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Federalist Papers

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Federalist Papers
Birth Defects Prevention Act
10 March 1998    1998 Ron Paul 24:4
In the Federalist Papers, Madison and Hamilton strongly denied such views with respect to the necessary and proper clause. Madison was similarly emphatic that the “defense and welfare” clause did not expand the enumerated powers granted to Congress. To the extent these clauses encompass the enumerated powers (rather than merely serve as their preamble), one must ask why then the federal powers were, in fact, enumerated in Article One, Section 8.

Federalist Papers
Congress Relinquishing The Power To Wage War
2 February 1999    1999 Ron Paul 4:4
The Founders of this great Nation abhorred tyranny and loved liberty. The power of the king to wage war, tax and abuse the personal rights of the American colonists drove them to rebel, win a revolution and codify their convictions in a new Constitution. It was serious business, and every issue was thoroughly debated and explained most prominently in the Federalist Papers. Debate about trade among the States and with other countries, sound money and the constraints on presidential power occupied a major portion of their time.

Federalist Papers
Sense Of Congress Regarding Importance And Value Of Education In United States History
July 10, 2000    2000 Ron Paul 63:4
* In contrast, in a republic, the role of government is strictly limited to a few well-defined functions and the fundamental rights of individuals are respected. A constitution limiting the authority of central government and a Bill of Rights expressly forbidding the federal government from abridging the fundamental rights of a people are features of a republican form of government. Even a cursory reading of the Federalist Papers and other works of the founders shows they understood that obtaining the consent of 51 percent of the people does not in any way legitimize government actions abridging individual liberty.

Federalist Papers
The US Dollar and the World Economy
September 6, 2001    2001 Ron Paul 75:49
In the words of James Madison in The Federalist Papers :

Texas Straight Talk

Federalist Papers
History Repeats Itself, So Let's Repeat History
01 November 1999    Texas Straight Talk 01 November 1999 verse 5 ... Cached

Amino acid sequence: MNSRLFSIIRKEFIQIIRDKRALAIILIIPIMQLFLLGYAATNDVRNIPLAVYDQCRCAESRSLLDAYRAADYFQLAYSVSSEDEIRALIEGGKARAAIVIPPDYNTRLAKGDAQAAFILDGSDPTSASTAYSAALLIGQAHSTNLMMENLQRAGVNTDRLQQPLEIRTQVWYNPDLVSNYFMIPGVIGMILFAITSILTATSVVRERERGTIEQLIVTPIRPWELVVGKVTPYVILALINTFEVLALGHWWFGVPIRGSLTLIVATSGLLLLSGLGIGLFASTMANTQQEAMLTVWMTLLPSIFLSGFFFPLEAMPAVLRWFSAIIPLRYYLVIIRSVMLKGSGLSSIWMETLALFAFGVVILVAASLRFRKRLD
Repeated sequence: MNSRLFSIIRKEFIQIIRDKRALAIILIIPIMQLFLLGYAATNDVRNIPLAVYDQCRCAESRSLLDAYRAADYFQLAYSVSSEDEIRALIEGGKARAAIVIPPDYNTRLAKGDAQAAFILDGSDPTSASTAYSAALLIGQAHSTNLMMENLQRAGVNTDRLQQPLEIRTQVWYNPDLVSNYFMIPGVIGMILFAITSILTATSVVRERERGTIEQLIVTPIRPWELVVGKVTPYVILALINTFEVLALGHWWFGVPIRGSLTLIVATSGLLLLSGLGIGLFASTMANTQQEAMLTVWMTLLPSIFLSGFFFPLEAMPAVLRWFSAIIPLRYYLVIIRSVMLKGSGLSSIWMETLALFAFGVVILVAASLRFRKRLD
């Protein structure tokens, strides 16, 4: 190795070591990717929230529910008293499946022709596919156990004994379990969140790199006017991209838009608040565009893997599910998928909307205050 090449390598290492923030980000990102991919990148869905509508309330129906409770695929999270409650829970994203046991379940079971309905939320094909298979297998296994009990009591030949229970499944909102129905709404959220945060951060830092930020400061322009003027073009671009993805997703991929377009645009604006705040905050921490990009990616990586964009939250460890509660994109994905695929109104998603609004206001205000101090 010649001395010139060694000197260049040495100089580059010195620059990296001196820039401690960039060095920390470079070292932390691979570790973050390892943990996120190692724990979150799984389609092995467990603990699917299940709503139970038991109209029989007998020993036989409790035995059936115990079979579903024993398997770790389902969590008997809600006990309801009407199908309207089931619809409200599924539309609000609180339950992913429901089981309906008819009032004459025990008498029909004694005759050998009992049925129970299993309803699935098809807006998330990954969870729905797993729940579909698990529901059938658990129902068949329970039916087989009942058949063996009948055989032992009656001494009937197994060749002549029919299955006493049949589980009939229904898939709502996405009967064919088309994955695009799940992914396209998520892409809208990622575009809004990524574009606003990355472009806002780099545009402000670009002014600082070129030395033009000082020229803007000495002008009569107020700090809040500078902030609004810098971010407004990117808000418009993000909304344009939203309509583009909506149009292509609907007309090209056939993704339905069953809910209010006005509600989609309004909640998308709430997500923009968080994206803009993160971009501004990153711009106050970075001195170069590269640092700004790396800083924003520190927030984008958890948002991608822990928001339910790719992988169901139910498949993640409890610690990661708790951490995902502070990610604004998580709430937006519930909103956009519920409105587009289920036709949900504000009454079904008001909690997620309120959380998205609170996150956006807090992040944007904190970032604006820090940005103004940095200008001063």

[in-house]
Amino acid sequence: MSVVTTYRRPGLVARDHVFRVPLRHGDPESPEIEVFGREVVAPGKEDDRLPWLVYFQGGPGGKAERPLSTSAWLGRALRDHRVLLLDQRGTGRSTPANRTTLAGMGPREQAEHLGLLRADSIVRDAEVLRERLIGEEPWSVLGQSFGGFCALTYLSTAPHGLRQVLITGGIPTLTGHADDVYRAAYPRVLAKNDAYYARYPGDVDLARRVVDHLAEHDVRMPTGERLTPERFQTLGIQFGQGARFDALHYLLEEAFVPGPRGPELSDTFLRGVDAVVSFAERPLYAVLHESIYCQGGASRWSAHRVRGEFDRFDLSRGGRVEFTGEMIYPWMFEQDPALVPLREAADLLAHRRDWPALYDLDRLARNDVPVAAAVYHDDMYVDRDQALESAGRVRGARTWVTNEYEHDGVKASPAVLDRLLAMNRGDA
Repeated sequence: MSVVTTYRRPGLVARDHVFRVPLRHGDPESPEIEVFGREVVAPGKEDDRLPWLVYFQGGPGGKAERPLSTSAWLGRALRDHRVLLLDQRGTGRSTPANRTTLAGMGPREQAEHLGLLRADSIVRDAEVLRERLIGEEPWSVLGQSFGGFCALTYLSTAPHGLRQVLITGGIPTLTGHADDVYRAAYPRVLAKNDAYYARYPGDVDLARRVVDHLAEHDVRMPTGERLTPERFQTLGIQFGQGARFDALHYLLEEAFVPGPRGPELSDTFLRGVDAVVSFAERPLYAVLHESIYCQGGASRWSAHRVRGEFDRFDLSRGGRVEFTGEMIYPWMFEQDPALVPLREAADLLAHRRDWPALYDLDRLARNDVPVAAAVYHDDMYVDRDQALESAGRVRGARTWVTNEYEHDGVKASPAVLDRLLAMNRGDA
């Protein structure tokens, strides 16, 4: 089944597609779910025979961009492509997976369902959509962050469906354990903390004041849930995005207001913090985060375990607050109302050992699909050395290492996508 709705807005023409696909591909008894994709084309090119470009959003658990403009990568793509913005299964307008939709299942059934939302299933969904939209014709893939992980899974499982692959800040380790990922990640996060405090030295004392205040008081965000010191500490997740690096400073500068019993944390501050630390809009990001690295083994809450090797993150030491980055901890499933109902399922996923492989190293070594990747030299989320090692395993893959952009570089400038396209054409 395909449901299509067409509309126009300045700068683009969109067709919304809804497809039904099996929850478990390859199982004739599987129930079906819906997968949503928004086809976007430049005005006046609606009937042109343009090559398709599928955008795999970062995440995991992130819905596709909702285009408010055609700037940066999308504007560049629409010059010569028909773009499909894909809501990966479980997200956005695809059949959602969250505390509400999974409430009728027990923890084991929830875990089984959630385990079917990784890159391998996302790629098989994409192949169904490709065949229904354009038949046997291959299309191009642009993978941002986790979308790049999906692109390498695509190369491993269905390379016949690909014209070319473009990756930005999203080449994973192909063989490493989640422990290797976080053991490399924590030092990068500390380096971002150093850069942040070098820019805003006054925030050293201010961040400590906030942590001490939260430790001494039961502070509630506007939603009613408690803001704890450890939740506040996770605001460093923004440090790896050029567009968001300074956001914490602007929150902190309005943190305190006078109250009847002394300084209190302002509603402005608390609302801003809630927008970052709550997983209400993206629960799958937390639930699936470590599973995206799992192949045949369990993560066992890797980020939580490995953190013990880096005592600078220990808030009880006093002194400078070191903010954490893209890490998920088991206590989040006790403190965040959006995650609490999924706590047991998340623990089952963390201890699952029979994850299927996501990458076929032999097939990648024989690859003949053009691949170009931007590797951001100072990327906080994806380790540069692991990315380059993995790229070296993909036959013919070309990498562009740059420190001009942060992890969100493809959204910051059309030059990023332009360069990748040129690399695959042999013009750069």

There's an old saying that history often repeats itself, and so it has done concerning recent abuses of power by the executive branch. I believe this is a most serious matter threatening the very structural foundation of freedom established by this nation's founders. James Madison, quoting Montesquieu in the Federalist Papers No. 47, stated, "There can be no liberty where the legislative and executive powers are united in the same person, or body of magistrates."

Federalist Papers
Congress Goes AWOL
09 February 2004    Texas Straight Talk 09 February 2004 verse 4 ... Cached
Congress is to blame for its craven failure to seriously debate, much less declare, war in Iraq. The Constitution squarely charges Congress with the duty to declare war, a weighty responsibility that our founders thought should rest with the body most directly responsible to the people. The president’s status as commander-in-chief grants him the power only to execute war, not to decide whether war is justified. This is not seriously debatable by anyone who honestly examines the Constitution and the Federalist papers.

Federalist Papers
What does Freedom Really Mean?
07 February 2005    Texas Straight Talk 07 February 2005 verse 6 ... Cached
The problem is that democracy is not freedom. Democracy is simply majoritarianism, which is inherently incompatible with real freedom. Our founding fathers clearly understood this, as evidenced not only by our republican constitutional system, but also by their writings in the Federalist Papers and elsewhere. James Madison cautioned that under a democratic government, “There is nothing to check the inducement to sacrifice the weaker party or the obnoxious individual.” John Adams argued that democracies merely grant revocable rights to citizens depending on the whims of the masses, while a republic exists to secure and protect pre-existing rights. Yet how many Americans know that the word “democracy” is found neither in the Constitution nor the Declaration of Independence, our very founding documents?

Federalist Papers
Federal Courts and the Growth of Government Power
16 January 2006    Texas Straight Talk 16 January 2006 verse 11 ... Cached
Our federal courts, like the rest of our federal government, have become far too powerful. When federal judges impose their preferred policies on the American people, the ability of average citizens to influence the laws under which they must live diminishes. This is why every American should read or reread the Constitution and the Federalist Papers. Only when we understand the proper role of the judiciary in our federal system will we stop viewing judges as purveyors of social, political, and economic rules for our nation.

Federalist Papers
The DC Gun Ban
12 March 2007    Texas Straight Talk 12 March 2007 verse 7 ... Cached
The Founders themselves wrote in the Federalist papers about the need for individuals to be armed. In fact, James Madison argued in Federalist paper 46 that common citizens should be armed to guard against the threat posed by the newly proposed standing federal army.

Texas Straight Talk from 20 December 1996 to 23 June 2008 (573 editions) are included in this Concordance. Texas Straight Talk after 23 June 2008 is in blog form on Rep. Paul’s Congressional website and is not included in this Concordance.

Remember, not everything in the concordance is Ron Paul’s words. Some things he quoted, and he added some newspaper and magazine articles to the Congressional Record. Check the original speech to see.

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